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From "Roy T. Fielding" <field...@liege.ICS.UCI.EDU>
Subject Re: security holes and other fun stuff
Date Tue, 16 Jul 1996 03:15:39 GMT
> * Historical note: Originally, when http-wg decided to use the Host:
> header (as opposed to Orig-URI:), the spec said the format of the header
> should be "Host: f.q.d.n", the port number being obtainable via other
> means. However, Netscape screwed up and made it "Host: f.q.d.n:portnum" if
> there was a port in the original URI. So the spec was changed. However,

Well, in slight defense of Netscape, they decided to do that after
misinterpreting one of my messages where I said the spec would say
"send whatever is between the // and first / of the original URL
(after relative-to-base parsing).  What I was talking about was just
the hostname, but they interpreted it othewise (and for a good reason).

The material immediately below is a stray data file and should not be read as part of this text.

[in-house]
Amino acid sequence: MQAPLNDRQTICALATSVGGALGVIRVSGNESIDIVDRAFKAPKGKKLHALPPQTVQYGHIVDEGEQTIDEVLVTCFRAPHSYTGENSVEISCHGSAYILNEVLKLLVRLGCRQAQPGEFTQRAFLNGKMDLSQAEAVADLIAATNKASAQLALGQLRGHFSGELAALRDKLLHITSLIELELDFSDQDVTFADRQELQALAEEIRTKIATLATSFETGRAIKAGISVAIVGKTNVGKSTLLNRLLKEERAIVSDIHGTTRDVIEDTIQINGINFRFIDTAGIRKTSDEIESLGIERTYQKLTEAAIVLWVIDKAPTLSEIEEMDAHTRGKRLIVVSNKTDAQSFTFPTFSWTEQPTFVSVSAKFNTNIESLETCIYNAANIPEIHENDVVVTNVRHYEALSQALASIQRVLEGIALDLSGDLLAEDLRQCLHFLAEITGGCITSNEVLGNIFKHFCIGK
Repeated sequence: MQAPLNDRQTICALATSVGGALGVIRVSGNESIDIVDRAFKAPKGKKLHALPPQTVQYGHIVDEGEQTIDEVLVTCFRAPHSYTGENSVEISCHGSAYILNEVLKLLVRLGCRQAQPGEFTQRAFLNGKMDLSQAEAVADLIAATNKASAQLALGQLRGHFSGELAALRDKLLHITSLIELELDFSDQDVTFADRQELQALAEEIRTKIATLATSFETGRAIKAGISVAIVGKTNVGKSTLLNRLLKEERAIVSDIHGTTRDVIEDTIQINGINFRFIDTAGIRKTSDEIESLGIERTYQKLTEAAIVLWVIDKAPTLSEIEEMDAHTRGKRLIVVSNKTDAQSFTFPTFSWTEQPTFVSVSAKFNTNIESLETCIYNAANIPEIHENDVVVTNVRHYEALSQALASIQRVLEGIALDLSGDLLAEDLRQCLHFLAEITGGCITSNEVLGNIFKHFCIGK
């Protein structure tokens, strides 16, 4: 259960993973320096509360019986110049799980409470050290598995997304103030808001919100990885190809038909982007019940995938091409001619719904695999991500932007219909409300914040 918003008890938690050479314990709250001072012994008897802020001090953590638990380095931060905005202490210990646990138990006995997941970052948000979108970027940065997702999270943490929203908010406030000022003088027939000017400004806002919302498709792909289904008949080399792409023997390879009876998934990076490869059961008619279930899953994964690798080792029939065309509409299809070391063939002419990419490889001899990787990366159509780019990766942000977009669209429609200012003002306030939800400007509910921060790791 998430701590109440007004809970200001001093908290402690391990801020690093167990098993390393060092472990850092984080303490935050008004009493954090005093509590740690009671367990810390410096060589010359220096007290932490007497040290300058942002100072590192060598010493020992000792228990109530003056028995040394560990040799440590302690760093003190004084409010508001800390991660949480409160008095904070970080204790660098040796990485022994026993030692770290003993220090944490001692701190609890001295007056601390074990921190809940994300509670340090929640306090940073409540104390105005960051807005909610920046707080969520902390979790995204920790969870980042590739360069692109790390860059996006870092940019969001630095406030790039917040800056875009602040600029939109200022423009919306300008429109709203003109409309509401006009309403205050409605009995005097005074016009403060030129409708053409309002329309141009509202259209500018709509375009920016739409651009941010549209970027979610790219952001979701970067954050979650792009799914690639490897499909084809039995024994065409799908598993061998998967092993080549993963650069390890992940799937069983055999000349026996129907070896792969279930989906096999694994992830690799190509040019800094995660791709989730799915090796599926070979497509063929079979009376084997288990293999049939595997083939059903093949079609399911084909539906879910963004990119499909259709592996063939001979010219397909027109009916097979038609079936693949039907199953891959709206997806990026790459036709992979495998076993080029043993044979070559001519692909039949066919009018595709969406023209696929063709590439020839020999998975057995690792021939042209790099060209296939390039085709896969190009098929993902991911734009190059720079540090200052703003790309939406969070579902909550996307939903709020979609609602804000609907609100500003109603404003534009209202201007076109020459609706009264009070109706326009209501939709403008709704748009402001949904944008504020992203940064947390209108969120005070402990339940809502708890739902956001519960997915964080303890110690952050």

The only problem was that they never told me how they would implement it
(and why), which would have prevented the whole confusement.

> there are still a couple browsers out there (old versions of emacs-w3, I
> think, mostly) that don't send the port number, so Apache 1.1's code,
> if there is no port number in the Host: header, will match any port. (it
> also makes it a lot easier to debug a server, because you don't have to
> reach your finger over and hit the colon, then a bunch of numbers *grin*)
> But the HTTP/1.1 spec does mandate that no port number should be intereted
> as the "default port" (80). So we have to change it eventually, and I
> think it may solve your problem at the same time.

That is "default port" for that particular URL -- you can't assume it is
HTTP's default port of 80 unless you check the full-URL's scheme (if you
have it) or the protocol being used.

.....Roy

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